surrounding himself with his radio equipment.

"I was in here all night until you rang the doorbell."  He pointed to a panel with two lights.  "The green light means someone is on the
telephone, and the red light means someone is ringing the doorbell.  Otherwise, I'd never know someone was trying to reach me when
I was in here working."

The detective glanced around the room as if he was familiar with the equipment.  "Did you buy all this yourself?"

"Radio has been a lifelong love affair.  The station couldn't afford this as they're dependant on donations.  I had the room, the
knowledge, and the finances."

"You were working in here tonight?"

Bill relaxed, knowing he was on safe ground.  "A radio program.  I was laying the sound effects on a show that we staged here last
week."

"You wouldn't have heard anything out of the ordinary tonight then."

Bill wondered what the detective expected.  Hadn't Bill already shown that he couldn't have heard anything?  "No, not with this
production-grade soundproofing.  I didn't even hear the shot."
* * *
Detective Anderson handed Joan a paper cup of water and motioned towards me behind the two-way mirror.  "We're being taped.  It's
official policy, every interview and interrogation has to be recorded.  That way there's no need to question what someone said."

Joan nodded and sipped her water without turning to look at the mirror.  So many did as if they would be the first to see something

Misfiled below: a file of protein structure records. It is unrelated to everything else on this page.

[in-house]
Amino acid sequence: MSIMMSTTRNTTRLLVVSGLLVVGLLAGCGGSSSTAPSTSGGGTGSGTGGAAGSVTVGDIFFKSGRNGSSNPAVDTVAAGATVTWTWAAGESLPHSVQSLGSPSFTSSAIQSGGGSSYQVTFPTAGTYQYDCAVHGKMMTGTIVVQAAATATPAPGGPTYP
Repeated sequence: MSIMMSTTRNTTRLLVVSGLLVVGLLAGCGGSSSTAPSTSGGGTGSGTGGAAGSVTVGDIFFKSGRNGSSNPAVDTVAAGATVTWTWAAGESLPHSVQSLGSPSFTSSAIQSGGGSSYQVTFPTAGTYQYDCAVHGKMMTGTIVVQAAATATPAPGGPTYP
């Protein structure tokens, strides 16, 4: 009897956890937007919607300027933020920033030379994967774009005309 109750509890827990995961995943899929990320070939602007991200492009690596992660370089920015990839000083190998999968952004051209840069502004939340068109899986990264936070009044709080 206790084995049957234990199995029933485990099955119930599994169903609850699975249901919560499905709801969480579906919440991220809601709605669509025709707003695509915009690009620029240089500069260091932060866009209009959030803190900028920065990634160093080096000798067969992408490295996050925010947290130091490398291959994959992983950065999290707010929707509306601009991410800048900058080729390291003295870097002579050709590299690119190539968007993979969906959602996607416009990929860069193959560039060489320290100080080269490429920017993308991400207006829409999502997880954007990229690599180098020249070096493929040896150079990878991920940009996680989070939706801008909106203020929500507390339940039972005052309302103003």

behind the glass. "Thanks for taking time to talk to me.  Do you have any leads to the burglar who killed my husband?"

"So far, no one in the neighborhood saw anything out of the ordinary, no masked stranger running through their backyard."

"The neighbors respect each other's privacy."

"We also haven't found any unexplained prints or fibers in your house."

"You mean you're nowhere."

Most people didn't understand that methodical police work took longer than the crime.  "We're collecting evidence.  It's just a matter
of time until something breaks our way."  How far did he  go, how quickly?  "Everybody makes mistakes.  For example, a professional
burglar should have known you
were on the property."

"The office is also a darkroom.  I had all the lights off."

Detective Anderson shook his head.  "I'm talking about a professional, the type of burglar that's been hitting the homes in the area.  
He wouldn't have made that mistake."

"Perhaps my burglar wasn't a professional."

"Perhaps your husband wasn't killed by a burglar."  He wondered if he had crossed the line, but she held his gaze.
* * *
Captain Jorgeson tried to rub the kink out of his neck as he answered the telephone.  "Yah."
"This is Anderson."

Reaching for a pen, Jorgeson used his ever-present pad to make notes as Anderson summarized the 911 call and the findings thus far.  
"You're kidding me.  The husband wasn't shot?"

"That's right.  It looks like someone clubbed him with a table lamp."

Jorgeson rolled the information around in his mind.  "Is there any evidence at all of a gunshot?"